3. Don’t just be a note taker. Be a difference maker. Speak up! Your clients need to hear what you have to say. Because you’re coming at a project from an outsider’s perspective rather than an insider’s, you have the ability to see gaps that might otherwise be invisible to your client. Never EVER think you’re just there to be a note taker so that you can recite back to your client what you hear in a meeting. That’s not how you provide value. Instead, listen to what’s being said, ask good questions, push for understanding and clarity, and—when appropriate—challenge concepts that you feel are heading in the wrong direction. You can become invaluable to a client when you prove yourself to be someone who really thinks about and processes information in ways that lead to bigger and better solutions.

4. Fall in love with whatever your client wants to promote. (Even if it’s a freakin’ pencil!) Once you accept a project, it’s no longer okay to feel “meh” about whatever your client is promoting. Some things just aren’t that exciting. I get it. Believe me. As someone who’s had to promote electrical transformers in her past, I completely understand. But I also know that—as writers—we are naturally curious beings. And we love to learn new things. Trust me when I tell you that if you are curious enough, there’s always something you can find to love about what your client is promoting. Take the time to get there. It’ll be worth it.

5. Realize your worth—and charge for it! (And it’s typically 3x more than you think.) If you’re always focused on being the freelancer who charges the lowest fees—then that’s what you’re going to get. Ridiculously low fees—which translate into a ridiculously low overall income.  Don’t ever get trapped in the very WRONG idea that you can start off with lower fees to get your foot in the door with a new client and then raise your rates once they see how awesome you are. Not going to happen.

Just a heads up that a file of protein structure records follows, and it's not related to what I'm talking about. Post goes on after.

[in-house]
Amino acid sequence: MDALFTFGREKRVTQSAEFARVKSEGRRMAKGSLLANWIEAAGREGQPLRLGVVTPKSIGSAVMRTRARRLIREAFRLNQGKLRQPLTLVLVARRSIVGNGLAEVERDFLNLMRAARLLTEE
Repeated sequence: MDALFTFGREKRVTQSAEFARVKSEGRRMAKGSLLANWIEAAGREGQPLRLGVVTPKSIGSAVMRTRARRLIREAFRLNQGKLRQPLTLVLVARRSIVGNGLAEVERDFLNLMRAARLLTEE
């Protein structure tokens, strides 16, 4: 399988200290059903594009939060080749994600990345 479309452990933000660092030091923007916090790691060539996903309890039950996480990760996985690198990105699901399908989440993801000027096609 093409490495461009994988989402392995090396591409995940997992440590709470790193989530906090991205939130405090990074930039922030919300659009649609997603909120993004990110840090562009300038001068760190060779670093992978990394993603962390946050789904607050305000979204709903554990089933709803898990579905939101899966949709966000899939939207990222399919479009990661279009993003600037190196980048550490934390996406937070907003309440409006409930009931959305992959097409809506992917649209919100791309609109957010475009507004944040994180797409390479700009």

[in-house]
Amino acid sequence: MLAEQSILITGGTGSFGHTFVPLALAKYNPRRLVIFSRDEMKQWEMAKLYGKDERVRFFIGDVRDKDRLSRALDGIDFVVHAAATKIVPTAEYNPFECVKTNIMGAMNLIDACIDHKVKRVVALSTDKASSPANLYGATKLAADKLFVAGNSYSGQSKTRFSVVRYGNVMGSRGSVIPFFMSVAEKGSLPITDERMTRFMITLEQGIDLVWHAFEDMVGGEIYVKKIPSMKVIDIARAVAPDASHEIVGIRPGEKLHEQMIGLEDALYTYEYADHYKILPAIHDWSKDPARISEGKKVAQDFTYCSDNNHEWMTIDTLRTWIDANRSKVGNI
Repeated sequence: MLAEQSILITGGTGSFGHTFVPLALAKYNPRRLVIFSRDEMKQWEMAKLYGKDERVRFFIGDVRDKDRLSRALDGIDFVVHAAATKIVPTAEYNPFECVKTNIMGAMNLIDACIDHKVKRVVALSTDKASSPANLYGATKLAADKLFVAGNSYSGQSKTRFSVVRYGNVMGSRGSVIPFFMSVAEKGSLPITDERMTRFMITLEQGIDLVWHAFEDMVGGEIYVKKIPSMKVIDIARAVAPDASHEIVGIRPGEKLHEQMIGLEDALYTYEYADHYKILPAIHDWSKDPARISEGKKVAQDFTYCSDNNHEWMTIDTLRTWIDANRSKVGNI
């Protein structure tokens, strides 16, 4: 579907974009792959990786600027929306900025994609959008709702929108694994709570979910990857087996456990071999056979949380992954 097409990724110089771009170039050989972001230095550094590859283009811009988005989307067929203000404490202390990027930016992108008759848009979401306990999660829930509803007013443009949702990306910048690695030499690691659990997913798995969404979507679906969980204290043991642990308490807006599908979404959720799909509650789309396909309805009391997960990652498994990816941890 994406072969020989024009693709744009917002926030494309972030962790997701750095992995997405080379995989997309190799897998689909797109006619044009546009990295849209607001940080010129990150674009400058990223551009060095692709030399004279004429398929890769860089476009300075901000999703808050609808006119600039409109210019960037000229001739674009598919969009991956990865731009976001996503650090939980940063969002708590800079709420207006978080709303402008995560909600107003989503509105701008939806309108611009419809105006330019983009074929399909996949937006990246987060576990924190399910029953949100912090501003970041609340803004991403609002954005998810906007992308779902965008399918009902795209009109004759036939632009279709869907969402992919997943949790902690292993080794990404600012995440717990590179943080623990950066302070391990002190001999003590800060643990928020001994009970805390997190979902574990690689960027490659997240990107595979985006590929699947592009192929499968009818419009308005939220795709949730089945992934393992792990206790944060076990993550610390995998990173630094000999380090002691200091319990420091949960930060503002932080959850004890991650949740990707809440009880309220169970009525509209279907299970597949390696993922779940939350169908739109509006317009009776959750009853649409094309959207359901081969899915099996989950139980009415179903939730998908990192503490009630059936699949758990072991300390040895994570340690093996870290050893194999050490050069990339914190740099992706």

Even though writing comes easily for most of us, it doesn’t mean that our skills are worth less because we don’t see the big deal in what we do. Building a brand story. Engaging customers in ways that sell. Convincing an audience that a particular service is right for them. ALL of these things take talent and skill—just like questioning a witness requires the specific skills of an attorney and preparing complex financial statements requires the knowledge of a CPA. What you do with words and ideas carries significant value. So charge for it! Figure out what it’s worth and provide your estimate to the client with confidence. Oh—and you might think about tripling your estimate before submitting it since many of us tend to underestimate our worth. Yes—be reasonable. But never devalue the work we all do as writers by charging bargain basement fees.

And one more thought about this: Focus on clients who can afford you. Not everyone is going to be the right client for you. But you don’t want to find yourself agreeing to a lower fee just because someone says they can’t pay the fee you’re charging. They’ll find someone else. That’s fine. But—trust me—you’ll be so much happier working for people who value what you do and who can afford the fees you charge.

6. Forget one-offs. Go for repeats.  I see some freelance writers going after any ol’ job they can get. No matter how little it pays and no matter whether they’ll ever see that client again. And it makes me really tired to look at them or listen to their stories of woe. It really must feel like they’re running on a hamster wheel all the time. Here’s a piece of advice: Don’t focus on getting one-off projects. Those that involve a client hiring you for one small job and then they’re done with you. Instead, look for clients who you can develop a long-term relationship with. The ones who understand the value of the work you do and who have an ongoing need for copywriting. The ones who will call you again and again for help. These are the clients you can build a high-income freelance writing business with. And they’re the ones you should focus on.